The adulterations of the fado singer's name and the definition of the musician prove the inevitable Americanization of the Portuguese in Hawaii, similar to other parts of the USA, and as obvious as your effort to preserve the roots. The site also promotes "From Our Good Home to Your Home” a book of culinary recipes from Madeira and the Azores.

Some time ago, several members of the club traveled on an excursion to discover four of the nine Azorean islands.

We settled in a small inn in Pa'ia and departed from there the following mornings excited to explore Maui.

Maui volcanic beach, Hawaii

Black rocks beach on the south coast of Maui.

The Diverse Roots of Pa'ia

Pa'ia is a small town with less than three thousand inhabitants that was established in 1896 around a providential sugar mill and developed as a result of the profits from the sugarcane plantations.

The success of this mill attracted a flurry of settlers from the China, Philippines. Japan, Korea, Puerto Rico and Portugal. The current residents, in turn, are a multiethnic and multicultural assortment of their descendants. But not only.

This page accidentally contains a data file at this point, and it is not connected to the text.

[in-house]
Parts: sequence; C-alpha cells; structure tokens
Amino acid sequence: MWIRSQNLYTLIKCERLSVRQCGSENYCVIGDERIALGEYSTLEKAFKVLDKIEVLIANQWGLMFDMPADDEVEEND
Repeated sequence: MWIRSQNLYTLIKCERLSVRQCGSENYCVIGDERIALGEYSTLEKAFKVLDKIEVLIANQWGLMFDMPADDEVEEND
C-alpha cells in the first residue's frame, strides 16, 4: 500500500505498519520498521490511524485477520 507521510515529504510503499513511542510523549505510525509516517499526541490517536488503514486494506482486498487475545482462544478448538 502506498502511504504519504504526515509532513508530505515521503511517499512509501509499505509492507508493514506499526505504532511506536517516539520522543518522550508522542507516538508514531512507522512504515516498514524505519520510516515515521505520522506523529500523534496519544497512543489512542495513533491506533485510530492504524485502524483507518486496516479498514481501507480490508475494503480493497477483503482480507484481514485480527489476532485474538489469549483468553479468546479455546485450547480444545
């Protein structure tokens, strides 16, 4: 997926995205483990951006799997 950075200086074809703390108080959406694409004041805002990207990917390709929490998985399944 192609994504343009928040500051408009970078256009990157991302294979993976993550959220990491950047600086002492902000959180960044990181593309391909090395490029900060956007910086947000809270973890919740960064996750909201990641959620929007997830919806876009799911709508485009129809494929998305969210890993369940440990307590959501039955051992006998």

In April 1946, World War II had ended on its Pacific stage just a few months before, the village was devastated by a tsunami generated by a strong earthquake in the Aleutian Islands.

It proved the biggest tsunami ever recorded in Hawaii. One hundred and fifty-nine people lost their lives across the archipelago.

Pa'ia only had one victim but suffered massive destruction that took a long time to recover, not least because most of its inhabitants moved to Kahului, at the time known as “dream city”. Today, the population of Pa'ia is even more diverse than it was then.

The Hawaiian Mecca of Windsurfing

A large number of its one-story wooden houses, or little more than that, were transformed into inns, bars, restaurants and the like. Also in a prolific succession of sporting goods stores, especially for surfing and windsurfing.

With the 70s already losing some of its Flower Power, a group of sea lovers visited the island when they discovered that the conditions off Pa'ia were perfect for windsurfing.

The information circulated. In the 80's and 90's, a mighty wave of windsurfers from the four corners of the Earth washed ashore there. Pa'ia was promoted to world windsurfing Mecca.

We spent some time in the village, especially around breakfast, dinner and short walks. Marine sports were not our thing, however, and we had the convenient Chrysler 200 in service.

Travel around Maui